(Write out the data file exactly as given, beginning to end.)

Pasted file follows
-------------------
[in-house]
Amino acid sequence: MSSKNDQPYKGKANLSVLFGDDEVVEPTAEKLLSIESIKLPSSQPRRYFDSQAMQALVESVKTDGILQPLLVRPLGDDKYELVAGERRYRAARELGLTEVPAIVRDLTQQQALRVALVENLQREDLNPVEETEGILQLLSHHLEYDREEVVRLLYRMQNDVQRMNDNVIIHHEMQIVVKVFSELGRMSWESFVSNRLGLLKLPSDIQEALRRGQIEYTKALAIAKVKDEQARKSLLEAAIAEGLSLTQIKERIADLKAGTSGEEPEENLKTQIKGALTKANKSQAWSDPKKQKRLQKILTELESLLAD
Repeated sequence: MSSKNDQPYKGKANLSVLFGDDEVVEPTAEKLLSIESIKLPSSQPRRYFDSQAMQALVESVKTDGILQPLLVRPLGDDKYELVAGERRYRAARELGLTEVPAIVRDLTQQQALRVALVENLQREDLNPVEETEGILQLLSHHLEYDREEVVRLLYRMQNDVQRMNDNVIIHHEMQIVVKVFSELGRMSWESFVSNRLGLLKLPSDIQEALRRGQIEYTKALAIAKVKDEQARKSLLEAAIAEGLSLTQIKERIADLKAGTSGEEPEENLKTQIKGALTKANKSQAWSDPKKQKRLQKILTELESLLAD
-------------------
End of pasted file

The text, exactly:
[in-house]
Amino acid sequence: MSSKNDQPYKGKANLSVLFGDDEVVEPTAEKLLSIESIKLPSSQPRRYFDSQAMQALVESVKTDGILQPLLVRPLGDDKYELVAGERRYRAARELGLTEVPAIVRDLTQQQALRVALVENLQREDLNPVEETEGILQLLSHHLEYDREEVVRLLYRMQNDVQRMNDNVIIHHEMQIVVKVFSELGRMSWESFVSNRLGLLKLPSDIQEALRRGQIEYTKALAIAKVKDEQARKSLLEAAIAEGLSLTQIKERIADLKAGTSGEEPEENLKTQIKGALTKANKSQAWSDPKKQKRLQKILTELESLLAD
Repeated sequence: MSSKNDQPYKGKANLSVLFGDDEVVEPTAEKLLSIESIKLPSSQPRRYFDSQAMQALVESVKTDGILQPLLVRPLGDDKYELVAGERRYRAARELGLTEVPAIVRDLTQQQALRVALVENLQREDLNPVEETEGILQLLSHHLEYDREEVVRLLYRMQNDVQRMNDNVIIHHEMQIVVKVFSELGRMSWESFVSNRLGLLKLPSDIQEALRRGQIEYTKALAIAKVKDEQARKSLLEAAIAEGLSLTQIKERIADLKAGTSGEEPEENLKTQIKGALTKANKSQAWSDPKKQKRLQKILTELESLLAD